Direct effects of fire on personnel are generally regarded as fatal. The predominant, non-direct effect of thermal radiation can vary greatly depending on factors such as the heat output of the source, the distance of the personnel from the source, the duration of exposure and the atmospheric conditions. The effect of fire on personnel is an important factor in the design and operation of process plant, as it impacts greatly on the outcome of safety case assessments.
If a pressurised vessel is attacked by fire, its temperature rises and this reduces the strength of the vessel. This, combined with the pressure within the vessel, may lead to vessel failure within a short time (minutes) with catastrophic consequences.
In general, the direct contact of personnel with fire is relatively simple to determine. It is much more difficult to assess the non-direct effect of fires on personnel
Carbon dioxide is toxic above 5% concentration and causes hyperventilation above 2% where the subject may inhale large quantities of other toxic components contained in smoke. Hydrogen cyanide will incapacitate a subject within minutes and sulphur dioxide and nitrous oxide have similar effects. Virtually all hydrocarbons will generate smoke. Dense smoke production will obscure escape routes. Smoke inhalation may cause death some hours after exposure.
Objects with temperatures above 45°C may cause pain if in contact with skin for more than 10s and those with temperatures above 100°C will cause burns within seconds. Convected hot air or hot gases above 120°C will result in skin pain after 10 minutes. Below this temperature cooling by sweating is possible, giving longer endurance times.
Physiological effects of thermal radiation may involve voluntary exposure over relatively long times (e.g. many minutes). The effects typically include high pulse rates, increased and laboured respiration, increased sweating and increased body temperature. The effects may be increased with increasing temperature, up to the point where pain/injury occurs.
At skin temperatures above 44°C, pain is felt and injury continues whilst the temperature remains above this point. The rate of injury increases by a factor of 3 for every degree above 44°C, such that at 50°C, the injury rate is ~100 times that at 44°C. In addition, for heat fluxes greater than 12.5 kW m-2, 33% of the final burn occurs during cooling.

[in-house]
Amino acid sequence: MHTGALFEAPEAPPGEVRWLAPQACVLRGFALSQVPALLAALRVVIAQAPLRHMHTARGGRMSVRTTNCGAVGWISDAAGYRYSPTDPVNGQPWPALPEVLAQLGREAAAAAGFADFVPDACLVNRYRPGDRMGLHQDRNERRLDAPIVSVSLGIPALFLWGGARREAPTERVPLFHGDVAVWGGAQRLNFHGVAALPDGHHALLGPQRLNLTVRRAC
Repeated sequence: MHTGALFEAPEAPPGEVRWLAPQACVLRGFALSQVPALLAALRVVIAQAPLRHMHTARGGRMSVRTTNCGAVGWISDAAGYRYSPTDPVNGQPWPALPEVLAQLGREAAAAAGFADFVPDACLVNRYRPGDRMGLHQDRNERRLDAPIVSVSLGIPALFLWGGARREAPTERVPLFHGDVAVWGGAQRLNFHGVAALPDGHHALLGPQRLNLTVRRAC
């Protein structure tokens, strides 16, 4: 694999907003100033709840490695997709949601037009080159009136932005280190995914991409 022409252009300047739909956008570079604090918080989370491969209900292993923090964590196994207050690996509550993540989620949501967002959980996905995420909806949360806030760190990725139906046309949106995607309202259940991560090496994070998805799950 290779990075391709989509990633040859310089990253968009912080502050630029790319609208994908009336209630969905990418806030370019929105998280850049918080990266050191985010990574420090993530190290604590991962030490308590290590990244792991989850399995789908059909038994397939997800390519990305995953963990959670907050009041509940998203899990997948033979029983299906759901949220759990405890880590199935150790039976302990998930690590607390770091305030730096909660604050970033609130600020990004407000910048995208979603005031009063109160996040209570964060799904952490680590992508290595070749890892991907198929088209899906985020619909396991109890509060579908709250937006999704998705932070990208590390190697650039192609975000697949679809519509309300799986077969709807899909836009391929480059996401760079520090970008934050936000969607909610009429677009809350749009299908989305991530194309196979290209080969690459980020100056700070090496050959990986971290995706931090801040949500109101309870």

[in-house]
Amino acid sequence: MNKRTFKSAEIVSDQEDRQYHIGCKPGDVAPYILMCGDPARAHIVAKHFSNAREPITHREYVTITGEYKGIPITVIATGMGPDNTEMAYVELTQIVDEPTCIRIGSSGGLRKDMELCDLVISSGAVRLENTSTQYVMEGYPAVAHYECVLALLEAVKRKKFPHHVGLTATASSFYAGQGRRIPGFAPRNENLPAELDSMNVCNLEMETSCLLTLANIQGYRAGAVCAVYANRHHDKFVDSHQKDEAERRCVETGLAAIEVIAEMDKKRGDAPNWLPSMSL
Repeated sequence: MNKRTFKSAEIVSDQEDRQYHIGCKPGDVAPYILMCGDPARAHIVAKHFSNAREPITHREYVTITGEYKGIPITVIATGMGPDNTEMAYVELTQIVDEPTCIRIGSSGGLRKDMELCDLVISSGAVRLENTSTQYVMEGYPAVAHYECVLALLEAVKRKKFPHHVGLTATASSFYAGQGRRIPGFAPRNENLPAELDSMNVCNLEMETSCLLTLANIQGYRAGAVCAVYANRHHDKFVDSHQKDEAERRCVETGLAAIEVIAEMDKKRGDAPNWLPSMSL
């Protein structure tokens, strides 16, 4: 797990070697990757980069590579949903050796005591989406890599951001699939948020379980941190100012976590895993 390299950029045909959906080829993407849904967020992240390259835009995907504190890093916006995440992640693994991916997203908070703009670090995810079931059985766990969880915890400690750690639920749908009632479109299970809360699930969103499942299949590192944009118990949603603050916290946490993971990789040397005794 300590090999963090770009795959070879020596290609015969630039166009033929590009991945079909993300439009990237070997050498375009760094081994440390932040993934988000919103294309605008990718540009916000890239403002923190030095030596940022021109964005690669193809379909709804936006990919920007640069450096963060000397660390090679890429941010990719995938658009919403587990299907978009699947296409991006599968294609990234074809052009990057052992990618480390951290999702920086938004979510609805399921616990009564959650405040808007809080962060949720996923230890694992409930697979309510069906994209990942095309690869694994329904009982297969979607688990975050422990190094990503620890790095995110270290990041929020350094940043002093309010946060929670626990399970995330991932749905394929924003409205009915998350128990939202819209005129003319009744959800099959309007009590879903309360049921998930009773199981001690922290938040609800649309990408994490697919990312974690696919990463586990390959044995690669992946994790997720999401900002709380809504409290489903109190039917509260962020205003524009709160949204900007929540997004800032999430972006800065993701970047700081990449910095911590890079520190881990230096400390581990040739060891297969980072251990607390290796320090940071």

The extent of injury is often related to the thermal dose, which may involve a high heat flux over a short duration. Thermal radiation is a particular hazard in the event of fire balls or where escape routes are blocked by fire.
Heat loads from fire attack, implicit in the current guidance (i.e. API 521), are much lower than can be expected in severe fires (up to 350 kW m-2), that may occur on offshore installations and thus the process blowdown system may not guarantee vessel protection.
In general, there is insufficient information available on the failure modes, times and conditions for offshore vessels. The main area of concern relates to the effects of fires on pressurised systems and improved guidance, which identifies the key parameters that should be used in design, is needed.
The effectiveness of safety measures such as water deluge, passive fire protection and blowdown need to be carefully evaluated particularly if they feature in an ALARP demonstration.
Heat effects on personnel are evaluated using simple and pessimistic Rule Sets based on human response to 5, 12.5 and 37.5 kW m-2. Escape is assumed at 5 kW m-2 but fatalities within minutes assumed at 12.5 kW m-2 and instantaneous death at 37.5 kW m-2.
Fire attack on process plant is currently calculated based on the API 521 guidance that underestimates the heat load from pool and jet fires.
Time to failure determines the time available for evacuation and for shutdown or inventory dumping before escalation occurs.